Using the Clio App in Undergraduate Classrooms
Historians readily agree on the importance of our discipline to building an engaged citizenry, but faculty often struggle to impart this idea to students who have learned history through lists of names, dates, and dry facts. As I have found, students can enjoy opportunities for civic engagement in general education courses by combining digital tools with content knowledge and skill-building assignments.
As they settle into college life, students in my first-year seminar—Is There an App for That? Doing Digital History—work with the mobile app Clio to learn digital history methods, network with community leaders, and develop a sense of place. At Illinois College (IC), a private, liberal arts college in Jacksonville, Illinois, first-year students participate in learning communities, in which discipline-specific seminars are paired with either English composition or public speaking courses. Working with Clio, a crowdsourced app, students conduct original research about their community that everyone who uses the app can access. But since the course is paired with Chris Oldenburg’s Speech Fundamentals, students take their work with Clio one step further by presenting it to community organizations using newly acquired public speaking skills.
Created by David Trowbridge of Marshall University, Clio lets users find nearby historic sites with their smartphones. The app is free for Apple and Android, and it uses familiar resources, like Google Maps, to pinpoint sites and create tours. The highly intuitive interface guides students through the process of creating an entry, while a variety of tools allow for instructor oversight.
My growing interest in digital history spurred the creation of the course. In 2014, Illinois College was awarded an NEH Challenge Grant to build a state-of-the-art archival facility. Thanks to the generosity of the Council of Independent Colleges’ Consortium for Digital Resources in Teaching and Research, I was part of a team focused on outreach through digital collections. I initially hesitated to involve first-year students in that work, but Clio offered an ideal entry-level platform. I wanted students to not only learn technical skills, but also to take on a local history project that would develop their research capabilities, promote civic engagement, and foster a connection with Jacksonville, the students’ home for the next four years.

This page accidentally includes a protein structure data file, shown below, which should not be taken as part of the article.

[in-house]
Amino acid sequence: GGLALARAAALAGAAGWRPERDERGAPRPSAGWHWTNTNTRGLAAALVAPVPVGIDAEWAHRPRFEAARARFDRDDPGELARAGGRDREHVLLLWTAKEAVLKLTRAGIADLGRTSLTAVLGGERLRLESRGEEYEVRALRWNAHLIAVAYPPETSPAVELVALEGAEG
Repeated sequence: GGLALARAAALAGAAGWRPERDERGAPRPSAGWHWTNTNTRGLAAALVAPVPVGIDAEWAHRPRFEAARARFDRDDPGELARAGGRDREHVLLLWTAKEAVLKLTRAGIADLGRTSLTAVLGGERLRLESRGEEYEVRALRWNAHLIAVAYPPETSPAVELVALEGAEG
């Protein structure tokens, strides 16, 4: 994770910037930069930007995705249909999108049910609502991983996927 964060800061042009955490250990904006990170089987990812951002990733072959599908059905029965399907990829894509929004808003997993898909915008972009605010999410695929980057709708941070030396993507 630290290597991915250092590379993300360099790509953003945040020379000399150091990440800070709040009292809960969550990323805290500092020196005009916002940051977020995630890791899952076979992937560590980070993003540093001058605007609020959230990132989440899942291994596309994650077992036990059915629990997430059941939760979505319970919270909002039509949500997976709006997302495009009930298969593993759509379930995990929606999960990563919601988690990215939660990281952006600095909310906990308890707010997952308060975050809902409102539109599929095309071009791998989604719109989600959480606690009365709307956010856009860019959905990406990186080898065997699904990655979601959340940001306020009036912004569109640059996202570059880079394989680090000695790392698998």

Still, I was nervous about how it would all play out. I would not describe myself as an expert in digital history and didn’t know if I would be able to handle the technology. I also wondered how the students would respond to the idea of doing research on Jacksonville (founded in 1825), though it harbors countless historical gems. Students in first-year seminars have yet to declare a major, but rarely do they intend to study history. More often than not, they arrive skeptical that history has any practical applications outside of the classroom. Over the course of four years, they will enjoy numerous extracurricular opportunities for community engagement, and the completion of a curricular civic engagement unit is required for graduation. Students are introduced to this institutional expectation during their first weekend on campus. As new students, however, they’ve not yet connected concepts of service with studying the humanities.
Both times I taught the course, we began the semester by touring campus, which features historic homes and the original college building from 1829. We then took field trips to local historic sites, including a house museum, the Governor Joseph Duncan Mansion, and a historic post office currently undergoing renovations to become the Heritage Cultural Center Museum. The students completed a scavenger hunt around the downtown square, visited wayside exhibits managed by the Looking for Lincoln commission, and combed through goodie bags of tourism pamphlets provided for free by the Jacksonville Visitors and Convention Bureau. The students readily observed that the people of Jacksonville not only appreciate local history, but they bank on historical tourism for economic development.
In developing Clio entries, students conducted research at the campus library and archives, as well as at the Jacksonville Public Library. In fall 2017, the students also hosted David Trowbridge, who provided feedback and helped the class understand what motivated him to create the app. For most of the students, publishing their work online marked their first attempt at writing for a public audience. This challenged them to negotiate competing narratives and to distinguish between much-beloved local myths and history.